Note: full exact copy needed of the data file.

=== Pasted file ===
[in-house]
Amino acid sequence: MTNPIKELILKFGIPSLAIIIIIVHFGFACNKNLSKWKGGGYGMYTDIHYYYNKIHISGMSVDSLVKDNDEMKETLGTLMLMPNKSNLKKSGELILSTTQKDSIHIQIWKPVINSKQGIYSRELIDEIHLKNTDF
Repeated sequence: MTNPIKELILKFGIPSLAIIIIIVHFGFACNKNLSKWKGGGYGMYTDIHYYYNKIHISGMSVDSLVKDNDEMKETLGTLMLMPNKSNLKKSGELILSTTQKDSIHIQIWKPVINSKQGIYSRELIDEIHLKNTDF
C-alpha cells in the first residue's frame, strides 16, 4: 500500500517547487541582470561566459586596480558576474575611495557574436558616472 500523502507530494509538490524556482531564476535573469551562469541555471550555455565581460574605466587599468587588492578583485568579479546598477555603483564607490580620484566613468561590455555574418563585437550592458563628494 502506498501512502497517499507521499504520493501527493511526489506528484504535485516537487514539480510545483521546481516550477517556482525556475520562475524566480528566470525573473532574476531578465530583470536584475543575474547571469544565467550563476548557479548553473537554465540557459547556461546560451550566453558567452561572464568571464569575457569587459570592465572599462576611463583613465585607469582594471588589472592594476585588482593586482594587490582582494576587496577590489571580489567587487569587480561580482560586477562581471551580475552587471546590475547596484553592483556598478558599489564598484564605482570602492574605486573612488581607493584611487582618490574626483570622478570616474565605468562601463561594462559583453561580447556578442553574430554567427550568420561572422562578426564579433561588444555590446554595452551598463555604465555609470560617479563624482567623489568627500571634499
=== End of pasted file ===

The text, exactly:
[in-house]
Amino acid sequence: MTNPIKELILKFGIPSLAIIIIIVHFGFACNKNLSKWKGGGYGMYTDIHYYYNKIHISGMSVDSLVKDNDEMKETLGTLMLMPNKSNLKKSGELILSTTQKDSIHIQIWKPVINSKQGIYSRELIDEIHLKNTDF
Repeated sequence: MTNPIKELILKFGIPSLAIIIIIVHFGFACNKNLSKWKGGGYGMYTDIHYYYNKIHISGMSVDSLVKDNDEMKETLGTLMLMPNKSNLKKSGELILSTTQKDSIHIQIWKPVINSKQGIYSRELIDEIHLKNTDF
C-alpha cells in the first residue's frame, strides 16, 4: 500500500517547487541582470561566459586596480558576474575611495557574436558616472 500523502507530494509538490524556482531564476535573469551562469541555471550555455565581460574605466587599468587588492578583485568579479546598477555603483564607490580620484566613468561590455555574418563585437550592458563628494 502506498501512502497517499507521499504520493501527493511526489506528484504535485516537487514539480510545483521546481516550477517556482525556475520562475524566480528566470525573473532574476531578465530583470536584475543575474547571469544565467550563476548557479548553473537554465540557459547556461546560451550566453558567452561572464568571464569575457569587459570592465572599462576611463583613465585607469582594471588589472592594476585588482593586482594587490582582494576587496577590489571580489567587487569587480561580482560586477562581471551580475552587471546590475547596484553592483556598478558599489564598484564605482570602492574605486573612488581607493584611487582618490574626483570622478570616474565605468562601463561594462559583453561580447556578442553574430554567427550568420561572422562578426564579433561588444555590446554595452551598463555604465555609470560617479563624482567623489568627500571634499